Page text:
Koch J. and J. J. Clague, 2011: Extensive glaciers in northwest North America during Medieval time. Climatic Change, 107, 593-613.

 

 

What is the difference between weather and climate?

Although both "Weather" and "Climate" are used to describe the condition of the atmosphere, they are very different in terms of the time scale considered.  "Weather" describes the combined atmospheric situation in a place at the time or within a very short time (several hours to a few days), such as wind speed, temperature, cloud amount, rainfall, pressure, etc.  "Climate" refers to the average of the meteorological condition and pattern in a place over a longer period of time.  In other words, "Climate" can be described as the "Average Weather".  According to the definition of the World Meteorological Organization (WMO), the reference period for compiling the climate statistics should be at least 30 years.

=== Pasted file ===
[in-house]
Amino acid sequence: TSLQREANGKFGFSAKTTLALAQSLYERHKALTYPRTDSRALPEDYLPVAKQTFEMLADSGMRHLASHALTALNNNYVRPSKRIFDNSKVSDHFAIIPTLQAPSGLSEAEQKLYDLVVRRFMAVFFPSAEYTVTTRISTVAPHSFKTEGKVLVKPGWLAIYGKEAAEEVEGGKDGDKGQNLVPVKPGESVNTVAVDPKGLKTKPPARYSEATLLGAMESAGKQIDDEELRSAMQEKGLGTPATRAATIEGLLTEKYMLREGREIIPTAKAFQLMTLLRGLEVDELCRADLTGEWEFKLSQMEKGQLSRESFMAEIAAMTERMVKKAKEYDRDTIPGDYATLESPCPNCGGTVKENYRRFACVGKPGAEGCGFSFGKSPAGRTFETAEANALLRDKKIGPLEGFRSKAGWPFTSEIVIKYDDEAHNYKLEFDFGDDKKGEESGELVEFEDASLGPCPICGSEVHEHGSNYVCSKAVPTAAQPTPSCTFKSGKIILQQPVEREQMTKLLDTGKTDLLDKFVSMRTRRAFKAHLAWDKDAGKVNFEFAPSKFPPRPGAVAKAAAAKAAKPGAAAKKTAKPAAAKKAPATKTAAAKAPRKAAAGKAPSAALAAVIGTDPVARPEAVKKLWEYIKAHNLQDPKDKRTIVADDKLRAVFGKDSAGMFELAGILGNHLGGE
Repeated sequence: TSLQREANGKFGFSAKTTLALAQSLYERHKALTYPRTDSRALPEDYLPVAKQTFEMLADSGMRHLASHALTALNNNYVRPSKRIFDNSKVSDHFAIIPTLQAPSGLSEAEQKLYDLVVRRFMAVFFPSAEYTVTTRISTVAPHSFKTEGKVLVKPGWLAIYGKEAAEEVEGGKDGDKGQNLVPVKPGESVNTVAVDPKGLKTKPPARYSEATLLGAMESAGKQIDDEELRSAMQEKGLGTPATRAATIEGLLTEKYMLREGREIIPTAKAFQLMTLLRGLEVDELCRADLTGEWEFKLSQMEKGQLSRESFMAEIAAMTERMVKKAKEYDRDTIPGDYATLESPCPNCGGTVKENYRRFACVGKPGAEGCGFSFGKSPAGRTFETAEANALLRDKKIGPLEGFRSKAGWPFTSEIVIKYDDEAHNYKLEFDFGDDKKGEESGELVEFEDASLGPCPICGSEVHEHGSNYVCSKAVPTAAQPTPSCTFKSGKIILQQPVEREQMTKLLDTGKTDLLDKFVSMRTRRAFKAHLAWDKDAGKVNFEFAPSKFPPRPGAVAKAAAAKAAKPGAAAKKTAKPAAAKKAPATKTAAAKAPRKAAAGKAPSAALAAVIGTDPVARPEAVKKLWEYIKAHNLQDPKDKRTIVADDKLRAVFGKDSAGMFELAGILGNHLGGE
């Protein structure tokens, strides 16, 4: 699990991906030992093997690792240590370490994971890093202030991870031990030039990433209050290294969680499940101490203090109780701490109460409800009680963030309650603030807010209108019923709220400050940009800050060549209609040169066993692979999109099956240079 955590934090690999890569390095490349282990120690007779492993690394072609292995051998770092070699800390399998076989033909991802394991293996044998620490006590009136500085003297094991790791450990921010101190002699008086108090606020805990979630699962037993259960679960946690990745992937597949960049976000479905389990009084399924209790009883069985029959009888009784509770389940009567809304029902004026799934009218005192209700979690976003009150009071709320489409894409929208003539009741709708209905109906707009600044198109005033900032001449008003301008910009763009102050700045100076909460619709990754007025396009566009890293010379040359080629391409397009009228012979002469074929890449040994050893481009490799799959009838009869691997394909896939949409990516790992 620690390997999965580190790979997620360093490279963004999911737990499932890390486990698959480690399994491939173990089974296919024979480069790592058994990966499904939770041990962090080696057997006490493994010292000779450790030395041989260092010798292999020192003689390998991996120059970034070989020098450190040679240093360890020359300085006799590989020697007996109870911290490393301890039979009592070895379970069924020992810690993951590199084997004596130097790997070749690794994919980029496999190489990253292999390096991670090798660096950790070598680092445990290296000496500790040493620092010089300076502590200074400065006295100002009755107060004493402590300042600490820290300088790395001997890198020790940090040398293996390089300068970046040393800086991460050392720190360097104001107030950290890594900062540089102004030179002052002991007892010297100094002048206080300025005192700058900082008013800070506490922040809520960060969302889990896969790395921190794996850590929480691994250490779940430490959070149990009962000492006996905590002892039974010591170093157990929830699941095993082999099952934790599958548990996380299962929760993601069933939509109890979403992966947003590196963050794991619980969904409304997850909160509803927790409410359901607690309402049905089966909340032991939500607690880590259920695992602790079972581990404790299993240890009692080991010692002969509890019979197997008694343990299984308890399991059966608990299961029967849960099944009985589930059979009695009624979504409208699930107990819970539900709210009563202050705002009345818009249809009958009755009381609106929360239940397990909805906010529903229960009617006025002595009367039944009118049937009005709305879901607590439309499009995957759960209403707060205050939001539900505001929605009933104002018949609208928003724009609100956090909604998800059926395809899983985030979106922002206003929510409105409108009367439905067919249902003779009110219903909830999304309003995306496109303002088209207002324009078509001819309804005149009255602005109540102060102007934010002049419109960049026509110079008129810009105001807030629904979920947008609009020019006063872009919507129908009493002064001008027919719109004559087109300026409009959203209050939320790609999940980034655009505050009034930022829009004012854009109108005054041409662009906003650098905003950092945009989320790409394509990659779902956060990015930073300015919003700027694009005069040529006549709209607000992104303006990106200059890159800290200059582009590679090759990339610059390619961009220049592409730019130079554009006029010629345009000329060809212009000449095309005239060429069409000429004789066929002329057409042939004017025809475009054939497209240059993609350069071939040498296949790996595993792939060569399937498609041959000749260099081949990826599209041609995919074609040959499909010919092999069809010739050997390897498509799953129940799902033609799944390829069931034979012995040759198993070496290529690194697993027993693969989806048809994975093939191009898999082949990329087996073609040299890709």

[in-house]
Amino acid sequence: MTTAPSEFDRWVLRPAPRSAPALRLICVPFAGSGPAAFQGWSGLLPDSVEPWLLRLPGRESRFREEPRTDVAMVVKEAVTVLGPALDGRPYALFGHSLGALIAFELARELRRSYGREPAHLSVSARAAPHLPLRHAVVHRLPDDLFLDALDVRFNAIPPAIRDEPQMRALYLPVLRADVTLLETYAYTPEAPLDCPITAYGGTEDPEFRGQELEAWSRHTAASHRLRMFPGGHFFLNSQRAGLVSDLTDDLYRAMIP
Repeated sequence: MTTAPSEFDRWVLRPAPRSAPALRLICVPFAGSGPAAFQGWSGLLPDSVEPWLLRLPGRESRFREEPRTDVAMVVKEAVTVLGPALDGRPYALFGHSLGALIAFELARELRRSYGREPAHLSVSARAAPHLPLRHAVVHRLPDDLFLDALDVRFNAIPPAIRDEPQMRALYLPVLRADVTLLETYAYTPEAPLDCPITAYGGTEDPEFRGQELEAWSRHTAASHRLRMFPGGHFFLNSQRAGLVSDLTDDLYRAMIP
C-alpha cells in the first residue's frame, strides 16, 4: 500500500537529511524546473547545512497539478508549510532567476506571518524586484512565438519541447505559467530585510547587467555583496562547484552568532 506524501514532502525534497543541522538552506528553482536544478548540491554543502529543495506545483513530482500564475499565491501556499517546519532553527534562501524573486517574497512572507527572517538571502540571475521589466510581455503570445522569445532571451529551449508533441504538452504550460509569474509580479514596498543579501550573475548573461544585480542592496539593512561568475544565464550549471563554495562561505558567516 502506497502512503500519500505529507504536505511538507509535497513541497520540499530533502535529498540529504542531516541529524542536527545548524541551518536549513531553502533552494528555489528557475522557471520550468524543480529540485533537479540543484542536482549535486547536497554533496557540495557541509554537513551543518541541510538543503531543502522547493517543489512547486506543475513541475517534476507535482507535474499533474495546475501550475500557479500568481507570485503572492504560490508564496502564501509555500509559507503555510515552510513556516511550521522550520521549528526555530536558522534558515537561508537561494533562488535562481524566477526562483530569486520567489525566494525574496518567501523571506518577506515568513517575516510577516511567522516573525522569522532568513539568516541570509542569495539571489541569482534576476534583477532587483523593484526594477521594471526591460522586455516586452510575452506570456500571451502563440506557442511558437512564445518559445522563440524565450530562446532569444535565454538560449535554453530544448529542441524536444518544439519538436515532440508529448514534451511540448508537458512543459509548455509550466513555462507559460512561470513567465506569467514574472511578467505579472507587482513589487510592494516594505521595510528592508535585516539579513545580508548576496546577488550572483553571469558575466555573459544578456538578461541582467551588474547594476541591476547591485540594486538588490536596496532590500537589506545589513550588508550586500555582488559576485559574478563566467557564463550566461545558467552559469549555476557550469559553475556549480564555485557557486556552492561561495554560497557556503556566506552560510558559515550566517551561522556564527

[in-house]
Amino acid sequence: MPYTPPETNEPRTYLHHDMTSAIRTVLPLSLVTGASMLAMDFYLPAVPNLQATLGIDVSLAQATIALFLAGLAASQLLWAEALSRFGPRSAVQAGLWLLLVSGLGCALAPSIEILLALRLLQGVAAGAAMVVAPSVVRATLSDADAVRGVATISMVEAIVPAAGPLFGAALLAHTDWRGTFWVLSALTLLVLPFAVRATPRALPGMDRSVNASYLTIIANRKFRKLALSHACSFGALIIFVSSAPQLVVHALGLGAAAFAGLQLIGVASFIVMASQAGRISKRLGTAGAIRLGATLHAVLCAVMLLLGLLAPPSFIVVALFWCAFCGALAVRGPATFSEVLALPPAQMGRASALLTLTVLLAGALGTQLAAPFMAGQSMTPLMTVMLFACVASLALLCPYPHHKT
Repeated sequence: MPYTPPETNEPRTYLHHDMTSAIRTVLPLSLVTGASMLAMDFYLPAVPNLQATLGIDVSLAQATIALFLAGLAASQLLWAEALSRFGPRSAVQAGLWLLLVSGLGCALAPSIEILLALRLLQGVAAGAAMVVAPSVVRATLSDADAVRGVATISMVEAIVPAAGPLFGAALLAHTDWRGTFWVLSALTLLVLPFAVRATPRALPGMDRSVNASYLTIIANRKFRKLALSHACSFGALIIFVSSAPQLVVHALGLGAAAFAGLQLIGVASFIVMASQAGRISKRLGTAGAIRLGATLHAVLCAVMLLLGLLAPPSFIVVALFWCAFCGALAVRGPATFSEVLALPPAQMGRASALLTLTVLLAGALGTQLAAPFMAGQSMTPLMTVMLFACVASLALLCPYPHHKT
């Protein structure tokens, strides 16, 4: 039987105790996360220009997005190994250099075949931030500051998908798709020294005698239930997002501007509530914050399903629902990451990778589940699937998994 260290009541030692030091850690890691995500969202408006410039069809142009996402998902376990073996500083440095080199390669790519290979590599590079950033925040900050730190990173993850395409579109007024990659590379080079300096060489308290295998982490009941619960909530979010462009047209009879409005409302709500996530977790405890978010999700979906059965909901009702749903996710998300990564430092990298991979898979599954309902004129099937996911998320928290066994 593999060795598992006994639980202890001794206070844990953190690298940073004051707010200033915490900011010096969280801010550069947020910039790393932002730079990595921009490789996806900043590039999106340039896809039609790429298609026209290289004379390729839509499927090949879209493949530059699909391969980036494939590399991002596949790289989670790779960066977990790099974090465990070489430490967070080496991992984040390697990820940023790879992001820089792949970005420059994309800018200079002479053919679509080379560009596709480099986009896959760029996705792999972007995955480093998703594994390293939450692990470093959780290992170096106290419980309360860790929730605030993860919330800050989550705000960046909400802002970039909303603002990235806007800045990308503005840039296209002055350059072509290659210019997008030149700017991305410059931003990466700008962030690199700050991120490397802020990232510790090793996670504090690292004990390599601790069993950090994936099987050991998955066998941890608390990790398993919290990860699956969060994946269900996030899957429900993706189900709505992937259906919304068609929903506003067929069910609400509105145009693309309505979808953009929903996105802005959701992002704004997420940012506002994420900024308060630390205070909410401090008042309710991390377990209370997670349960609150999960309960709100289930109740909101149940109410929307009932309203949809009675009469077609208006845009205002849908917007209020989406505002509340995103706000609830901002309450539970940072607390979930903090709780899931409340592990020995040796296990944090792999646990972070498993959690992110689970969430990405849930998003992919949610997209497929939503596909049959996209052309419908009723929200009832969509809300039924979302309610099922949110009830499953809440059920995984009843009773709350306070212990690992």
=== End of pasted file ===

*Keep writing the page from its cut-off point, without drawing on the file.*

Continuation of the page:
More information on the climate of Hong Kong is available from the Observatory's "Climatological Information Services" webpage: http://www.weather.gov.hk/cis/climat_e.htm

 

 

What is climate change?

According to the Intergovernmental Panel on Climate Change (IPCC), climate change refers to any change in climate over time, whether due to natural variability or as a result of human activity. This usage differs from that in the United Nations Framework Convention on Climate Change (UNFCCC), where climate change refers to a change of climate that is attributed directly or indirectly to human activity that alters the composition of the global atmosphere and that is in addition to natural climate variability observed over comparable time periods.

 

 

What is IPCC?

The Intergovernmental Panel on Climate Change (IPCC), under the auspices of the World Meteorological Organization (WMO) and the United Nations Environment Programme (UNEP), is a scientific body tasked to evaluate the risk of climate change caused by human activity. Climate change is a very complex issue. Policymakers need an objective source of information about the causes of climate change, its potential environmental and socio-economic consequences, and the adaptation and mitigation options to respond to its impact. This is the key motivation behind the establishment of IPCC in 1988 as the authority on climate change.